Now I’m back in the Evergreen State and preparing to leave for Europe on Monday. Goodness I can’t believe that its this close. For years I’ve dreamed of competing at this level and now its a reality and I’m in a bit of a panic to be honest, and jet lagged… very jet lagged. Nell however seems happy to be wherever we end up. She took the plane rides well and came out in good spirits so that makes me feel better about flying her around the world!

Even though I’ve been preparing for this trip since October, I still feel like I’m not prepared enough. I don’t really know what to expect, but do we ever know what to expect? For example, what sights should I see? Where should I go in my spare time? Where CAN I go in my spare time? Will I have any spare time? And for God’s sake where I am I going to get the best coffee?! These are serious issues that need to be resolved! Seriously sometimes I feel like I need a team of people just to get me ready for work, let alone to travel across the world…  If you have any suggestions for sights that someone has to see when in the Netherlands or in Belgium, please message me here or tweet me @derekjohnfisher! Also, who wants to be my assistant/manager/life-coach? Seriously send resumes, you have four days.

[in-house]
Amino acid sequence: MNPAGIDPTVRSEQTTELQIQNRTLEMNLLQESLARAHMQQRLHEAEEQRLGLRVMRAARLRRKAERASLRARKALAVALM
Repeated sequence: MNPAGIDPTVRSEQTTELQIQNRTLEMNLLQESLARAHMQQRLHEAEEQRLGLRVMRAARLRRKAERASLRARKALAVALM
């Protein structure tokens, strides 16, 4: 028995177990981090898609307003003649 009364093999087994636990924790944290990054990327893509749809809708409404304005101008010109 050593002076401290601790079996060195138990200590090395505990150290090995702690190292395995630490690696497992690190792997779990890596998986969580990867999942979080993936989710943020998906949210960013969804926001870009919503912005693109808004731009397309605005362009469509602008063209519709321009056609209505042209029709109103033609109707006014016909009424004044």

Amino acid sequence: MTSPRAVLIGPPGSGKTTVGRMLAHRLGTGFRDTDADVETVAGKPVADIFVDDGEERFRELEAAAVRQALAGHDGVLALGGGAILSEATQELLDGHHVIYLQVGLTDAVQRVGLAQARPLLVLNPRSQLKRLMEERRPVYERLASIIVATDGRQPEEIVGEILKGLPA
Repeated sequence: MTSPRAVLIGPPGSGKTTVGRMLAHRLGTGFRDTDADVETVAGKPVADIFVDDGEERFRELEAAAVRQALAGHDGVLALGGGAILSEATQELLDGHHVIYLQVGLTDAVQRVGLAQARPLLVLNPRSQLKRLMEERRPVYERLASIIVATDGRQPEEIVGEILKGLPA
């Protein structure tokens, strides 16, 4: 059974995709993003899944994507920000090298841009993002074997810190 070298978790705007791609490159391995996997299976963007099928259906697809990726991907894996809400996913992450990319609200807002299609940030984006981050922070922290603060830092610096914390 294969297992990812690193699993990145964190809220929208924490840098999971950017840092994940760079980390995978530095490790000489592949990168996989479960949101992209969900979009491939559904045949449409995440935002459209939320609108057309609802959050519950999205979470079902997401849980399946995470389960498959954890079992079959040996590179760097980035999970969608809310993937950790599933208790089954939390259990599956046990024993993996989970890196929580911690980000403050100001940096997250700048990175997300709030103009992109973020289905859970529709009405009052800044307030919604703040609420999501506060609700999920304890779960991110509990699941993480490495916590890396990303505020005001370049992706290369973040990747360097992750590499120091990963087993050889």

My first dog Jim: